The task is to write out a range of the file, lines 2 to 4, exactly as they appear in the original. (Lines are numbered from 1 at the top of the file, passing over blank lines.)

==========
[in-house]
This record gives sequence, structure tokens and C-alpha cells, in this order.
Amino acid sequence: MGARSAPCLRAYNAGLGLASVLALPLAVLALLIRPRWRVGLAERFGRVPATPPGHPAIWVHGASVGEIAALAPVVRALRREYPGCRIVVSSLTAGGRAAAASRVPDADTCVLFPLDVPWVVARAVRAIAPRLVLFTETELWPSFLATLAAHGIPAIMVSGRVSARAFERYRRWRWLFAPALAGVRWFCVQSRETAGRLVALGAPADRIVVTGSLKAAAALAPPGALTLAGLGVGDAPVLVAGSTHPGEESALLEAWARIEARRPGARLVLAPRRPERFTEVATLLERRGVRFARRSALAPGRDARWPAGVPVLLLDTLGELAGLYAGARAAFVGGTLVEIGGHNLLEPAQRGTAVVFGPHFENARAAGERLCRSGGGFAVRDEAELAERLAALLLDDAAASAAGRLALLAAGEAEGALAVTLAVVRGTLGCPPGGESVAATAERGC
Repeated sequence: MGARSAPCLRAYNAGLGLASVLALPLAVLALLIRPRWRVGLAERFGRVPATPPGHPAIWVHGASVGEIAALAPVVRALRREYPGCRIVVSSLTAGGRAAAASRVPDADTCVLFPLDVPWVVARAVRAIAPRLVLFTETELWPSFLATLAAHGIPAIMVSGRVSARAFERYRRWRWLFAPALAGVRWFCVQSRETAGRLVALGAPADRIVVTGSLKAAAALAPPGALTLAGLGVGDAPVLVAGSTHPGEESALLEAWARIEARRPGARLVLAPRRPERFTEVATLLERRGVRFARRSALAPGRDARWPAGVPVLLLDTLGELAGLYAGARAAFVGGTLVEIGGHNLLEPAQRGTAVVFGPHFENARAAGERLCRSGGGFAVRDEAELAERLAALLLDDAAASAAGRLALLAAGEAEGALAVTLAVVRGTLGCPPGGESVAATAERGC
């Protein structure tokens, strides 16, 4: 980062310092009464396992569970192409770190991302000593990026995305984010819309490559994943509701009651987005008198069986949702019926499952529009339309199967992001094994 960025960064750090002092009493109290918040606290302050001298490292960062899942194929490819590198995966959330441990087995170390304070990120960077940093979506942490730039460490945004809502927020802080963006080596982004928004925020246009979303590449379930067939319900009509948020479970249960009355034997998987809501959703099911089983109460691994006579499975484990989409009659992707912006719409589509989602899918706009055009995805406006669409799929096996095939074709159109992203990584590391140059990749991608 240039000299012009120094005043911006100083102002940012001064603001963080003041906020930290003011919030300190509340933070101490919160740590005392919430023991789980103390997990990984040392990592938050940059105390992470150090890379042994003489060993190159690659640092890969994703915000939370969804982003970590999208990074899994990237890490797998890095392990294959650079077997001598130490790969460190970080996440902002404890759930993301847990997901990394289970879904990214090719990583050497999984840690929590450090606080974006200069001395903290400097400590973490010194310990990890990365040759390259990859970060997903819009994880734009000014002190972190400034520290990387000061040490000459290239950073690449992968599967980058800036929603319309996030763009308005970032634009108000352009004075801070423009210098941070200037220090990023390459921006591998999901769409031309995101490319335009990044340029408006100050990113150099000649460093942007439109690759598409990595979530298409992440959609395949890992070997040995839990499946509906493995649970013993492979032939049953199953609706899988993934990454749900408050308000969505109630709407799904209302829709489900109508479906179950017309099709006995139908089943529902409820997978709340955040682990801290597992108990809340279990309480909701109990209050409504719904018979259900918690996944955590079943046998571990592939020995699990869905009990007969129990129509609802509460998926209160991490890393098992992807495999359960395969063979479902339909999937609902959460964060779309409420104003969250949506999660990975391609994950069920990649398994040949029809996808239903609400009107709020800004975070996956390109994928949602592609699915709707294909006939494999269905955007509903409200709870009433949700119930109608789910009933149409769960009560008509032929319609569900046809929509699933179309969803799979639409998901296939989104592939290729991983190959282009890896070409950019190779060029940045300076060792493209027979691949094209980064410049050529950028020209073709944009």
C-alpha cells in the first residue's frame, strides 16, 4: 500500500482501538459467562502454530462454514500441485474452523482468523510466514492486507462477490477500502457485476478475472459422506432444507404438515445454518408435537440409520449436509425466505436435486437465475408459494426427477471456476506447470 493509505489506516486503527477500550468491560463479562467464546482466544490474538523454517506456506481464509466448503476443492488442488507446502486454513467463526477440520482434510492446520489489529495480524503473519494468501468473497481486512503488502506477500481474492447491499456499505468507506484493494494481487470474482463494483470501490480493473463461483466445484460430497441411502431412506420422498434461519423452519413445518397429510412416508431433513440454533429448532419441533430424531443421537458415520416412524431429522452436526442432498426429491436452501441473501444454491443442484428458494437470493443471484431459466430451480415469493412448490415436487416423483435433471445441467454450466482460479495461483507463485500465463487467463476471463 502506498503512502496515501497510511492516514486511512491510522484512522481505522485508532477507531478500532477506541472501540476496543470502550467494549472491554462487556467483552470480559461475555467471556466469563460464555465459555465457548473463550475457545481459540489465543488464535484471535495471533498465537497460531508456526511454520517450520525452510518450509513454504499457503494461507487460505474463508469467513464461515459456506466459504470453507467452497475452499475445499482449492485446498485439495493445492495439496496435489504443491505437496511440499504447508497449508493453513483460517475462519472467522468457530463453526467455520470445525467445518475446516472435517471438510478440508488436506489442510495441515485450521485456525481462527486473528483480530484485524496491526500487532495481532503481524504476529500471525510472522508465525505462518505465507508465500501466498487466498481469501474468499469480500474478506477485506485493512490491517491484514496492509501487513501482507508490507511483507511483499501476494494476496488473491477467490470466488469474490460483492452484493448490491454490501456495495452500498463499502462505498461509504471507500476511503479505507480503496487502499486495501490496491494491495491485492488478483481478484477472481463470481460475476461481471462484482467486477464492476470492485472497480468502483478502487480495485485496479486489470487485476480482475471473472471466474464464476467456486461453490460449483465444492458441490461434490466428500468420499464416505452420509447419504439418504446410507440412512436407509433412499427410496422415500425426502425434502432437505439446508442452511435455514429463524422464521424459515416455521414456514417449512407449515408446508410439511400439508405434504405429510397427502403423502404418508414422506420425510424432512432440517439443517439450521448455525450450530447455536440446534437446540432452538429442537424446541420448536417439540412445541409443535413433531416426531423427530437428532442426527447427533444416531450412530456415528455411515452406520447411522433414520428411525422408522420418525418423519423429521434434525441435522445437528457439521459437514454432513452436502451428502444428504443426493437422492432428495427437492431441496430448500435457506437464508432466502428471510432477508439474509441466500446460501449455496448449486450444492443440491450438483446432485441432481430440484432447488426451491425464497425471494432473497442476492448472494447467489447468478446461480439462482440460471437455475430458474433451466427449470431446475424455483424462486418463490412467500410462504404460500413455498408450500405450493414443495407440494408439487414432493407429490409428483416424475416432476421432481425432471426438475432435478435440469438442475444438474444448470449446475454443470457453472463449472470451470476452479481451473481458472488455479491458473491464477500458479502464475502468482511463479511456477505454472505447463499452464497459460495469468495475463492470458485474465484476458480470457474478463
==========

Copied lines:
This record gives sequence, structure tokens and C-alpha cells, in this order.
Amino acid sequence: MGARSAPCLRAYNAGLGLASVLALPLAVLALLIRPRWRVGLAERFGRVPATPPGHPAIWVHGASVGEIAALAPVVRALRREYPGCRIVVSSLTAGGRAAAASRVPDADTCVLFPLDVPWVVARAVRAIAPRLVLFTETELWPSFLATLAAHGIPAIMVSGRVSARAFERYRRWRWLFAPALAGVRWFCVQSRETAGRLVALGAPADRIVVTGSLKAAAALAPPGALTLAGLGVGDAPVLVAGSTHPGEESALLEAWARIEARRPGARLVLAPRRPERFTEVATLLERRGVRFARRSALAPGRDARWPAGVPVLLLDTLGELAGLYAGARAAFVGGTLVEIGGHNLLEPAQRGTAVVFGPHFENARAAGERLCRSGGGFAVRDEAELAERLAALLLDDAAASAAGRLALLAAGEAEGALAVTLAVVRGTLGCPPGGESVAATAERGC
Repeated sequence: MGARSAPCLRAYNAGLGLASVLALPLAVLALLIRPRWRVGLAERFGRVPATPPGHPAIWVHGASVGEIAALAPVVRALRREYPGCRIVVSSLTAGGRAAAASRVPDADTCVLFPLDVPWVVARAVRAIAPRLVLFTETELWPSFLATLAAHGIPAIMVSGRVSARAFERYRRWRWLFAPALAGVRWFCVQSRETAGRLVALGAPADRIVVTGSLKAAAALAPPGALTLAGLGVGDAPVLVAGSTHPGEESALLEAWARIEARRPGARLVLAPRRPERFTEVATLLERRGVRFARRSALAPGRDARWPAGVPVLLLDTLGELAGLYAGARAAFVGGTLVEIGGHNLLEPAQRGTAVVFGPHFENARAAGERLCRSGGGFAVRDEAELAERLAALLLDDAAASAAGRLALLAAGEAEGALAVTLAVVRGTLGCPPGGESVAATAERGC